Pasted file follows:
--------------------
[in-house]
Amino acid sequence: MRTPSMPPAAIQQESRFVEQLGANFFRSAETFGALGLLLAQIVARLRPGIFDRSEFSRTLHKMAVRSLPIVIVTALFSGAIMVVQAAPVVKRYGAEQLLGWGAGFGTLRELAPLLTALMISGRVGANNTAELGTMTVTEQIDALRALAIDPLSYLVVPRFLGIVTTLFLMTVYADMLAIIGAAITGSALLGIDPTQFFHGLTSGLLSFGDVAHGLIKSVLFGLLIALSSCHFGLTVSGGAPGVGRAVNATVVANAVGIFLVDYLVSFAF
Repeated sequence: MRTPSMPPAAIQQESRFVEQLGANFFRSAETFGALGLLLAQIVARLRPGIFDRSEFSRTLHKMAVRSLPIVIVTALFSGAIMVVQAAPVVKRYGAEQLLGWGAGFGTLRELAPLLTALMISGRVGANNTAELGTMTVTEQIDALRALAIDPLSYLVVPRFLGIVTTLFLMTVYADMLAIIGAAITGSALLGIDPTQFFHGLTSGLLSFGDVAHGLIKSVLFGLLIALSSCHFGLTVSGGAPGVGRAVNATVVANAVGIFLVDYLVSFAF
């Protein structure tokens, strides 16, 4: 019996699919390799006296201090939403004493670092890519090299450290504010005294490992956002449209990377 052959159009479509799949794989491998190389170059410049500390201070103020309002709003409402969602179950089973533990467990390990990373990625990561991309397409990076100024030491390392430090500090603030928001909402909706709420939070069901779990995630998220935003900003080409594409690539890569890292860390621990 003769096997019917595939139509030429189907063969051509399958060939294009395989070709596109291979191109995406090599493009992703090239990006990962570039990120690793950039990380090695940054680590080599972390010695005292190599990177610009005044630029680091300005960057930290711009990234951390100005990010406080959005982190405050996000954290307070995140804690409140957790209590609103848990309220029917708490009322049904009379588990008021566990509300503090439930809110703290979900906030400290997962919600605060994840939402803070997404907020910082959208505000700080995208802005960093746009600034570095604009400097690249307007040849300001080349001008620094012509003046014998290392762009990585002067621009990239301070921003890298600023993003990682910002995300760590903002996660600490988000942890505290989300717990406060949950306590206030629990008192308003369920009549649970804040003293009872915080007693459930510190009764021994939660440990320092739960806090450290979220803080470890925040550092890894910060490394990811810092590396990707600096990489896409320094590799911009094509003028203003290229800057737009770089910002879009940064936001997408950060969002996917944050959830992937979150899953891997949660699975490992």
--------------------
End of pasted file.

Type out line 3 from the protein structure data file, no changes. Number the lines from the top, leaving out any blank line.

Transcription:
Repeated sequence: MRTPSMPPAAIQQESRFVEQLGANFFRSAETFGALGLLLAQIVARLRPGIFDRSEFSRTLHKMAVRSLPIVIVTALFSGAIMVVQAAPVVKRYGAEQLLGWGAGFGTLRELAPLLTALMISGRVGANNTAELGTMTVTEQIDALRALAIDPLSYLVVPRFLGIVTTLFLMTVYADMLAIIGAAITGSALLGIDPTQFFHGLTSGLLSFGDVAHGLIKSVLFGLLIALSSCHFGLTVSGGAPGVGRAVNATVVANAVGIFLVDYLVSFAF